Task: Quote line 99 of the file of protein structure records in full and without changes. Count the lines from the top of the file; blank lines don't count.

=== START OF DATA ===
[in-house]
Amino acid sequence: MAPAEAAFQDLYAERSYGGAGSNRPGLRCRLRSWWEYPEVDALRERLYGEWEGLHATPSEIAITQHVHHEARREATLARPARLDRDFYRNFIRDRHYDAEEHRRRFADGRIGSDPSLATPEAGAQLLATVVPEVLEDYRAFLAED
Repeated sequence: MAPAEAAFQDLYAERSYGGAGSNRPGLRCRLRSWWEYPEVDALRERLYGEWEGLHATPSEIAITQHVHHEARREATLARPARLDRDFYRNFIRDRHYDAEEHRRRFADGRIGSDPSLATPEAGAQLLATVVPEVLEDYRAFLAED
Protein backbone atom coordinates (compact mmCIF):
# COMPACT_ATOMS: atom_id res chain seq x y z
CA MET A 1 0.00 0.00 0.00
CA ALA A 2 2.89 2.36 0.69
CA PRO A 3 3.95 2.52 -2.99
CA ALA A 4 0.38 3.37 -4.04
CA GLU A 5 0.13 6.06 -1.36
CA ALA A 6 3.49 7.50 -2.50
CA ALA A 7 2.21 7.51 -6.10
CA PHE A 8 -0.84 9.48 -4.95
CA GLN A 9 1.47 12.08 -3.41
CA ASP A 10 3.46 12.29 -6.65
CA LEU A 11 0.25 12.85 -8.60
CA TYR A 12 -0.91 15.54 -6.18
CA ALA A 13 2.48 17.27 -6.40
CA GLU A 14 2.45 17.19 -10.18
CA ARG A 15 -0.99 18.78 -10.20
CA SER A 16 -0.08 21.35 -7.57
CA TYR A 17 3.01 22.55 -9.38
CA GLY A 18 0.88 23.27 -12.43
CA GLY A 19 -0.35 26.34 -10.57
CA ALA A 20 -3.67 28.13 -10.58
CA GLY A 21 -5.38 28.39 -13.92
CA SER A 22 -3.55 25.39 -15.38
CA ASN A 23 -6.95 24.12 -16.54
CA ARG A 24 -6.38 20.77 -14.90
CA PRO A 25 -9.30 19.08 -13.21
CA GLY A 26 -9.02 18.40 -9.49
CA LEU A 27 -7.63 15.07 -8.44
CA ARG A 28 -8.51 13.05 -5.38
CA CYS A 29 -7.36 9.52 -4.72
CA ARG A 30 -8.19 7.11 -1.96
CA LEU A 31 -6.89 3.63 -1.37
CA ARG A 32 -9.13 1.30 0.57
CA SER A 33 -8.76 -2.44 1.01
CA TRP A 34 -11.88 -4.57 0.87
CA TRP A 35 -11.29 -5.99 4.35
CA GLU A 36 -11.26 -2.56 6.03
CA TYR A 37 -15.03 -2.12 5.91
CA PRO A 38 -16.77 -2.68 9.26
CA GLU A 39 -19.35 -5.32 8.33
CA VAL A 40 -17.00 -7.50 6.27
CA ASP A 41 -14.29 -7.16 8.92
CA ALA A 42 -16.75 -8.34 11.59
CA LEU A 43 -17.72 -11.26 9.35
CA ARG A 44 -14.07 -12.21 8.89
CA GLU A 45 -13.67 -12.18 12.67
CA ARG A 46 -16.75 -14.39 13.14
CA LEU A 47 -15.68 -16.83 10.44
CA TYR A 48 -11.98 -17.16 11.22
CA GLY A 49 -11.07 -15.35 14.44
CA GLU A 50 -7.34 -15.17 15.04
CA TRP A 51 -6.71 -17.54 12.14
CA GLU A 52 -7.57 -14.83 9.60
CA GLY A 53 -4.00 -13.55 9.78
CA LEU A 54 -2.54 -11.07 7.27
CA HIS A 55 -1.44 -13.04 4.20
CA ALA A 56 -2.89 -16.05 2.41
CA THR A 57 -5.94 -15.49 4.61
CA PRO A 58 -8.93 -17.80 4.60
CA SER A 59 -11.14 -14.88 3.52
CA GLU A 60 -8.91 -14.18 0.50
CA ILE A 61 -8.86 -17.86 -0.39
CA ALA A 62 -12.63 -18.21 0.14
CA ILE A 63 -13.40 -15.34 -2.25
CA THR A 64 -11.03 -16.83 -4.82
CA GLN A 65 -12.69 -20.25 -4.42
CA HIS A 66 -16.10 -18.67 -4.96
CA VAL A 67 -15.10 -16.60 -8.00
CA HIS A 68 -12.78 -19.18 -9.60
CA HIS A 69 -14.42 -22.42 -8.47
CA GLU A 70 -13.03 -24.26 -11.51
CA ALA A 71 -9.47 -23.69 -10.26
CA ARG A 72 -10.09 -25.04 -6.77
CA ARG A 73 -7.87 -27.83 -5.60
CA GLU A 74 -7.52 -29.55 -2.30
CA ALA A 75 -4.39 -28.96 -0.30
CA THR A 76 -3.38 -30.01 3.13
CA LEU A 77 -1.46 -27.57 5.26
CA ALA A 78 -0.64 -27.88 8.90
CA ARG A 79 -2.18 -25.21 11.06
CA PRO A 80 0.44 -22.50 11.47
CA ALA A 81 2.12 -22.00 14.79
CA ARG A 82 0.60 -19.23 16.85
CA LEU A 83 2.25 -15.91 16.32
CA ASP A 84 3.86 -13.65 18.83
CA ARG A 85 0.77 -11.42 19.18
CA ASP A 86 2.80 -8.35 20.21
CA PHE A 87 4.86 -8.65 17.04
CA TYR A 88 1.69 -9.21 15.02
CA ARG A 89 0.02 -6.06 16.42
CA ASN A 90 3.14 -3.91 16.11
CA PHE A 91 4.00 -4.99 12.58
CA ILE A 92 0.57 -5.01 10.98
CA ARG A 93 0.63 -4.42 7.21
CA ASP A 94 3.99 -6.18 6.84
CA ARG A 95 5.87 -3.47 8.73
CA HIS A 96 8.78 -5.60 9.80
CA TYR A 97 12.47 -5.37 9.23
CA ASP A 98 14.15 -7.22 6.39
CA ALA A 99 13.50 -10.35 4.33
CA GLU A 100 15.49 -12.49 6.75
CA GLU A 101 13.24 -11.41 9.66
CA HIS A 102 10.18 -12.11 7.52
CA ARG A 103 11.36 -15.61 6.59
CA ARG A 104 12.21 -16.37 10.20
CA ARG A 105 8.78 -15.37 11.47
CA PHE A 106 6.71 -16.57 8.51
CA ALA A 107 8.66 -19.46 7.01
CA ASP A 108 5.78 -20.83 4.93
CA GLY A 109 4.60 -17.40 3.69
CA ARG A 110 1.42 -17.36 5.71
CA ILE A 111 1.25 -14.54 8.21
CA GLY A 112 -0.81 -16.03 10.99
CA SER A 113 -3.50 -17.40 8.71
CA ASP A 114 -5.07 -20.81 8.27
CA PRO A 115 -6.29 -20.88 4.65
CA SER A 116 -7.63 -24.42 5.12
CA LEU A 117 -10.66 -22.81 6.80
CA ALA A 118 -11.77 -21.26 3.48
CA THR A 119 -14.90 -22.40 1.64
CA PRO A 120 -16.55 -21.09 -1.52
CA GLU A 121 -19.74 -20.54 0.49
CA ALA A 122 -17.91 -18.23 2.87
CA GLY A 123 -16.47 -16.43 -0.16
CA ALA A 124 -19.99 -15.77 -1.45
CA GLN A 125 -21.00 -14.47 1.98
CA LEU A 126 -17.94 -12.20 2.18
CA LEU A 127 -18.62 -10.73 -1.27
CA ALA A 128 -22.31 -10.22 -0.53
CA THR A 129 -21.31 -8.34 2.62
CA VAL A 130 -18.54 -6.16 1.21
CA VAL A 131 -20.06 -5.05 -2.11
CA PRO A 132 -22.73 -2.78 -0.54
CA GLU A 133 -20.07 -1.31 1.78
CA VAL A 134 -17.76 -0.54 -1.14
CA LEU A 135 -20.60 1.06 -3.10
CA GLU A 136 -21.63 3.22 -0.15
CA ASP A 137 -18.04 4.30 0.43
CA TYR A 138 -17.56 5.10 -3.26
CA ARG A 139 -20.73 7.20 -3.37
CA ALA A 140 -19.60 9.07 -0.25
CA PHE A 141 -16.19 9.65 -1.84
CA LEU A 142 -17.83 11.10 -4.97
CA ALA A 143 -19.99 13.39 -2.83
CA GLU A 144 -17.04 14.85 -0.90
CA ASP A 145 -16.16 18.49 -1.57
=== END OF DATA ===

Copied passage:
CA ASP A 94 3.99 -6.18 6.84